Precocious puberty is when a child enters puberty at an extremely early age. Currently, the Mayo Clinic identifies girls entering puberty prior to the age of eight and boys prior to the age of nine as experiencing precocious puberty [Source: Mayo Clinic]. However, evidence of early physical signs of puberty doesn't necessarily mean your child is undergoing precocious puberty. Technically, precocious puberty is the early onset of both the physical and hormonal changes associated with puberty. The earliest, most obvious physical signs of puberty are breast development for girls and pubic hair growth for boys. It is possible, although rare, for these physical developments to occur early without the associated hormonal changes that define puberty. If your child is showing early signs of puberty, your doctor can do an examination that can let you know for sure. If your daughter menstruates prior to turning nine years old, you will definitely want to have her see an endocrinologist.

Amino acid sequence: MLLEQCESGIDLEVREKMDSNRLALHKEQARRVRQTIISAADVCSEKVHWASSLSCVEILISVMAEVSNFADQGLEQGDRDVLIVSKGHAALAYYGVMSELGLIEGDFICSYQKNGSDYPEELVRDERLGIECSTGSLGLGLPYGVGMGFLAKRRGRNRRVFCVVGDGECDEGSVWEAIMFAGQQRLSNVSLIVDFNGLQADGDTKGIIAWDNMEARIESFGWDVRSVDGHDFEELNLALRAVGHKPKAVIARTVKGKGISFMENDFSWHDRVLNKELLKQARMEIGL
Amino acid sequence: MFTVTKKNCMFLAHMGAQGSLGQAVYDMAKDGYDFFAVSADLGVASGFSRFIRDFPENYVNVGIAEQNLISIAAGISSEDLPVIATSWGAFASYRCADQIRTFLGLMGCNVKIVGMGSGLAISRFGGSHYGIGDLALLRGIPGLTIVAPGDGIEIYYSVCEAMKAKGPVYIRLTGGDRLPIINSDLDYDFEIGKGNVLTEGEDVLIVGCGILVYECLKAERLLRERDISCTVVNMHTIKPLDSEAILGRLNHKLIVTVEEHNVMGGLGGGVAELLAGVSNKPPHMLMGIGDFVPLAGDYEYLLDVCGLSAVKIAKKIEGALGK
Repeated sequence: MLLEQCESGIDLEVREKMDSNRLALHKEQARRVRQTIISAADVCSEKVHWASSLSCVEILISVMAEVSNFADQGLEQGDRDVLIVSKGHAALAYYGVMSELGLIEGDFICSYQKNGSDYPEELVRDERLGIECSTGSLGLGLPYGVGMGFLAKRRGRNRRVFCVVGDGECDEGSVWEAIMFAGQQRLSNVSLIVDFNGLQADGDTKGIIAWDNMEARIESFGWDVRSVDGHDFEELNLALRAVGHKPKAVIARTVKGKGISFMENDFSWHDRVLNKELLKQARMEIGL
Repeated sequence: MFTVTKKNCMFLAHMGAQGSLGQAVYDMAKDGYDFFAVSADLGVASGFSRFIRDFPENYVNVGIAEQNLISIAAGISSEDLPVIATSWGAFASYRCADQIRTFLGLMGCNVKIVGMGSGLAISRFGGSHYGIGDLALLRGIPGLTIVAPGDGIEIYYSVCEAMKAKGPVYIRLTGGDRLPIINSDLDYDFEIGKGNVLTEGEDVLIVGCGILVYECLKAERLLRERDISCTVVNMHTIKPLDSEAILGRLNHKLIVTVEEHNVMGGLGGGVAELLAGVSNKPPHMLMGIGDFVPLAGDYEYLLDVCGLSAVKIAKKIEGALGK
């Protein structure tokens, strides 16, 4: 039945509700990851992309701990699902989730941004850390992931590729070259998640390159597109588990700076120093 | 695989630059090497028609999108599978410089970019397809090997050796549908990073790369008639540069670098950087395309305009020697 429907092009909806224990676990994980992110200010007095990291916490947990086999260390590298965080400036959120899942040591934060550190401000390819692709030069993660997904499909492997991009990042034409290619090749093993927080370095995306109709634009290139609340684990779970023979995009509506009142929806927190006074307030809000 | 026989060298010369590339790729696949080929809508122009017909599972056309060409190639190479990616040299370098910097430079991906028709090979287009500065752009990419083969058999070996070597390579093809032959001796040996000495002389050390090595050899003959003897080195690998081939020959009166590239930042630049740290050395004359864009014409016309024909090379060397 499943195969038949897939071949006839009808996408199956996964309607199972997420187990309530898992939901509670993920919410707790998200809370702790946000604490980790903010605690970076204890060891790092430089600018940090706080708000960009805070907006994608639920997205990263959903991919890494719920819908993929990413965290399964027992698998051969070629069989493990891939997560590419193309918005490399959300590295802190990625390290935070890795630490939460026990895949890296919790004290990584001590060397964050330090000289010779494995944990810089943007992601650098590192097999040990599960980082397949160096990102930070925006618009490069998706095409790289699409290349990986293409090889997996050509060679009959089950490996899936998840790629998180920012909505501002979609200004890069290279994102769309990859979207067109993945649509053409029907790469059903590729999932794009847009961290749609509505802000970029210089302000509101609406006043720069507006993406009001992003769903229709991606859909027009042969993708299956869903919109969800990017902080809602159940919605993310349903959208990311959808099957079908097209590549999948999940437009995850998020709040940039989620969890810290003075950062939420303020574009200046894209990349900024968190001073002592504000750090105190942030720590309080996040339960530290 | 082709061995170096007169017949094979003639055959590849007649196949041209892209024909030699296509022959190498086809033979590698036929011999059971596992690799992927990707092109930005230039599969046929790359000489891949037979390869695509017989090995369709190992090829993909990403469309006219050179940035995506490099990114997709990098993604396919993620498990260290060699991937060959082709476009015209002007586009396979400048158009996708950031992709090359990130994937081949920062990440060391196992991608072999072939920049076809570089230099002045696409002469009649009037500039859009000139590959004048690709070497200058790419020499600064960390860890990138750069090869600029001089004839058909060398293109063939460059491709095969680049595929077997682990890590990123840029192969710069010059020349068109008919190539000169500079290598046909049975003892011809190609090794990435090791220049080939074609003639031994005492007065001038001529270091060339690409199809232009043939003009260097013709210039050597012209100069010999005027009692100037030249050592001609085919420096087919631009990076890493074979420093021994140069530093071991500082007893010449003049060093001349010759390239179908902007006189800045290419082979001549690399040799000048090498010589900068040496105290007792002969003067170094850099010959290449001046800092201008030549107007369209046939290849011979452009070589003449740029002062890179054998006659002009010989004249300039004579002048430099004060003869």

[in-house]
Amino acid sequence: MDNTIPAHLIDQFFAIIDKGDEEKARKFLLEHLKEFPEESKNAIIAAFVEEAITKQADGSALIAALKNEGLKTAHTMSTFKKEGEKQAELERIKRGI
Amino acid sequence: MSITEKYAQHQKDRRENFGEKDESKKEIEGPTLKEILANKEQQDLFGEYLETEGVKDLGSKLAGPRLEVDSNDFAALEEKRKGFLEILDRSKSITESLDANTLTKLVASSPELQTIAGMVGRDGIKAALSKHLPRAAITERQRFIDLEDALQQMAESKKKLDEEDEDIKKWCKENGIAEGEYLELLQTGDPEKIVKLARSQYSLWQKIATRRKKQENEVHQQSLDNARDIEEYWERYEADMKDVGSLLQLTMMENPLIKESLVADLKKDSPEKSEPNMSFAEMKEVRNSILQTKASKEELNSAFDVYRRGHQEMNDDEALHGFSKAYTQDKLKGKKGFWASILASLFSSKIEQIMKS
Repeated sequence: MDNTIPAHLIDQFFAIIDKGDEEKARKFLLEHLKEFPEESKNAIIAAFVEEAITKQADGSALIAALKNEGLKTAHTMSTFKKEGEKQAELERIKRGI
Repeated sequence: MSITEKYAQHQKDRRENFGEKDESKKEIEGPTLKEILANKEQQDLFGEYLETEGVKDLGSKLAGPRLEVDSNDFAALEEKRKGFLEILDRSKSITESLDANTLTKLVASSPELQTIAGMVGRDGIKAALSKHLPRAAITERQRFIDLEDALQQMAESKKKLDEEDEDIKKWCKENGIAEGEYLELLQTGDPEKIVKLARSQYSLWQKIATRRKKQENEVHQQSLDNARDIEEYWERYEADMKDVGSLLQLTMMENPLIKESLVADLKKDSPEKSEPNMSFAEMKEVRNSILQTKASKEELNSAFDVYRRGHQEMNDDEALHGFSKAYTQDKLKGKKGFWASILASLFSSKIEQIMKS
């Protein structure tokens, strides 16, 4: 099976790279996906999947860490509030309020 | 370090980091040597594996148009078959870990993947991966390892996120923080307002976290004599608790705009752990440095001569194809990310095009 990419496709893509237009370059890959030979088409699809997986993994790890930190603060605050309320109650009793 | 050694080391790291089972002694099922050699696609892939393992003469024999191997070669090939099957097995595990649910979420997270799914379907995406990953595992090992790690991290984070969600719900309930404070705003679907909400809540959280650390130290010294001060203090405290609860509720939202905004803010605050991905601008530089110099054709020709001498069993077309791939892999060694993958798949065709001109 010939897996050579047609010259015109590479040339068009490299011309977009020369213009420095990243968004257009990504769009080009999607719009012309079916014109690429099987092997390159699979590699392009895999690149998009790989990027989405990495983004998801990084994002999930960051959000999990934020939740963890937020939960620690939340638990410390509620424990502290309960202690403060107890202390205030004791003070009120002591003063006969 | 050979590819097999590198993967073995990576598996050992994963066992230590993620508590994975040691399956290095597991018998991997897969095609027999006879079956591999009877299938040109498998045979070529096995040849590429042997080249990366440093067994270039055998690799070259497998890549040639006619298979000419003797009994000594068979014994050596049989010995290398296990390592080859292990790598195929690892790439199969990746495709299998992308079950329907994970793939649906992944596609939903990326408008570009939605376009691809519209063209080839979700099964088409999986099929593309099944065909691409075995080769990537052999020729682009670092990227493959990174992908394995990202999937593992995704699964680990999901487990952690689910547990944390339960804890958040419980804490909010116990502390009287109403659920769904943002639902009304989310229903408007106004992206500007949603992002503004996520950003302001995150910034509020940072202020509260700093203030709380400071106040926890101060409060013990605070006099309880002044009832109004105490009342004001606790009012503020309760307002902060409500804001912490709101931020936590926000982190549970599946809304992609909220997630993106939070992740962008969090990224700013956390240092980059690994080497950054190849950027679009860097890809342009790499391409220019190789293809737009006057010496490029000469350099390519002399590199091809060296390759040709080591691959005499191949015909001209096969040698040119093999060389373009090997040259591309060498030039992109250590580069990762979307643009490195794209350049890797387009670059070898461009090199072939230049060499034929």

Precocious puberty occurs when the brain releases a specific hormone that in turn triggers the pituitary gland to secrete additional hormones that stimulate the growth of secondary sexual characteristics. However, the reason the brain decides to release this hormone early are unknown, although there is some evidence that genetics and obesity can contribute to the occurrence of precocious puberty. In rare cases, precocious puberty may be caused by an injury, brain abnormalities, tumor or hormonal disorder. While precocious puberty itself presents no particular medical problems, you do want to find out if it's caused by one of these other conditions.
Girls are far more likely to experience precocious puberty and African-American girls even more so [Source: Mayo Clinic, Kaplowitz]. The greatest risks for children experiencing precocious puberty are shortness, as well as potential social and emotional problems related to sexually maturing too early.